The anger on the ground is real. The fear is real. The sense of betrayal of promises made is palpable. We must provide a practical, real alternative to the lesson people will otherwise learn: that we are no longer participants in our own future, no longer the force behind and purpose of government, that we are, in fact, powerless and inconsequential.
I firmly believe that Tuesday’s election results tell us more about the inaccessibility and inaction of the Democratic Party than a new-found conservatism in the Commonwealth. Politicians ignored large constituencies at their peril. National and state Democrats have allowed big corporate interests to dictate policy-making, despite the suffering and organizing of large numbers of us, the regular “natural persons”. If there is any hope of restoring the political arena to the people, especially in light of the Supreme Court decision, we must engage the people. They must see concrete actions and actual solutions so they have a reason to believe their vote counts on election day and their more regular participation between elections matters. It must become real again that their representatives will protect the interests of their constituents, the people, not just those of their largest contributors.
As many people know I like Deval Patrick, but he is not the governor he said he would be when we debated four years ago. He promised property tax relief – he has not even proposed it. He promised bulk buying of drugs to lower medical costs for everyone; although the laws to do this were in place before he was sworn in, he has not managed to get his own administration to implement it. And he recently signed legislation that permits the decertification of units of teacher unions in municipalities around the state. That is three examples; there are plenty more.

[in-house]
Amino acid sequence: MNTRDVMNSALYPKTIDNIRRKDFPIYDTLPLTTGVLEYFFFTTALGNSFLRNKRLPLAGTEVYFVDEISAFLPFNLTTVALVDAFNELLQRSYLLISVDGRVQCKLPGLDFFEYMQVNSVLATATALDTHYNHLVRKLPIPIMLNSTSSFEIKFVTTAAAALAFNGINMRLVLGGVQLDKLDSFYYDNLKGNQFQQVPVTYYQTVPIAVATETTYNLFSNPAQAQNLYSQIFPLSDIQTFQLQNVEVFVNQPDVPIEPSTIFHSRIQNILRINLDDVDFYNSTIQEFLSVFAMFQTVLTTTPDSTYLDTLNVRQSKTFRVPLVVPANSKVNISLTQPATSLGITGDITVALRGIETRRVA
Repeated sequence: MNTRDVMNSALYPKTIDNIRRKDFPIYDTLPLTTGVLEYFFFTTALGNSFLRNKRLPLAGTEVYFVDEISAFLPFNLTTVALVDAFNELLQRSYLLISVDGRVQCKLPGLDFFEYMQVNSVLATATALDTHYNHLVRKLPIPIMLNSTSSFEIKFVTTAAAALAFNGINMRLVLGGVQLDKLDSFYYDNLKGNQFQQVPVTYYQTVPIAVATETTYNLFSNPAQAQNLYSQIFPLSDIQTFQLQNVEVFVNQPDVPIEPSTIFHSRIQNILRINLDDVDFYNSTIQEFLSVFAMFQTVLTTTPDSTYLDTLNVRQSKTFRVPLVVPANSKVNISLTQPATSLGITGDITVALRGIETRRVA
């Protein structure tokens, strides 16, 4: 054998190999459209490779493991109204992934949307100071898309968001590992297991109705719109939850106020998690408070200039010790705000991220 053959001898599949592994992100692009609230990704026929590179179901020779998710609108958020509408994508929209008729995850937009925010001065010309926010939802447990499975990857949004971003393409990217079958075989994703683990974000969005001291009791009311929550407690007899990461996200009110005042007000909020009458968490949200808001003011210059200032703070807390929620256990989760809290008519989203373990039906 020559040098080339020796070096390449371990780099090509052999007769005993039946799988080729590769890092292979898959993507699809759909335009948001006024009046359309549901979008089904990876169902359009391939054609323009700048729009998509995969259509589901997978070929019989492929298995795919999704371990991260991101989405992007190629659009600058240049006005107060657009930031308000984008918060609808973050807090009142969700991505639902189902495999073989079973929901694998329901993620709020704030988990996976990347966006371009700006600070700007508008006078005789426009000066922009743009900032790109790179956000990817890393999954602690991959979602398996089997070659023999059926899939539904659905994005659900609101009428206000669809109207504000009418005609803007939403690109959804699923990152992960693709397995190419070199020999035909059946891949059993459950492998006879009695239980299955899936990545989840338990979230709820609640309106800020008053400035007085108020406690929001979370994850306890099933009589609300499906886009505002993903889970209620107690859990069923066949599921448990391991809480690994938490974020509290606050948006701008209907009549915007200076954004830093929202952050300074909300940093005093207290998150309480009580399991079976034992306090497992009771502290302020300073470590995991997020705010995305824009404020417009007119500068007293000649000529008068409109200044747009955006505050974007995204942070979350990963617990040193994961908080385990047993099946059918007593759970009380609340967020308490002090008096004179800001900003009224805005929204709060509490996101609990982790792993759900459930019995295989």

For good reason, the people who came out in force for him in 2006, and for Barack Obama in 2008, are disillusioned. I suspect many people reading this blog have friends who want to elect a Democratic governor in 2010, but do not believe Deval can win. I also suspect that the party “elders” will assert that I have no chance of winning – just like Martha Coakley had no chance of losing. We can prove them wrong.
Lastly – why would I consider running as a Democrat, particularly when the party is, as a friend suggested, “damaged”? I have been outside the major parties because they have moved away from the centrality of regular people’s issues. Jack Cafferty of CNN recently argued that “Both parties stink. Our government is broken and no longer serves the needs of the people.” If I run as an independent, that would be more representative of the frustration expressed in Tuesday’s vote, but I cannot fix the government by myself. If I run as a Democrat, that would allow me to combat the broken structure, with the help of the many folks already in state government who are dedicated to serving the people. Many Democratic friends have urged me to throw my hat in the ring, but so have my Republican, Green and unenrolled friends. The decision I and my team make will be based on how I can best serve all of the people of the Commonwealth.
Grace C Ross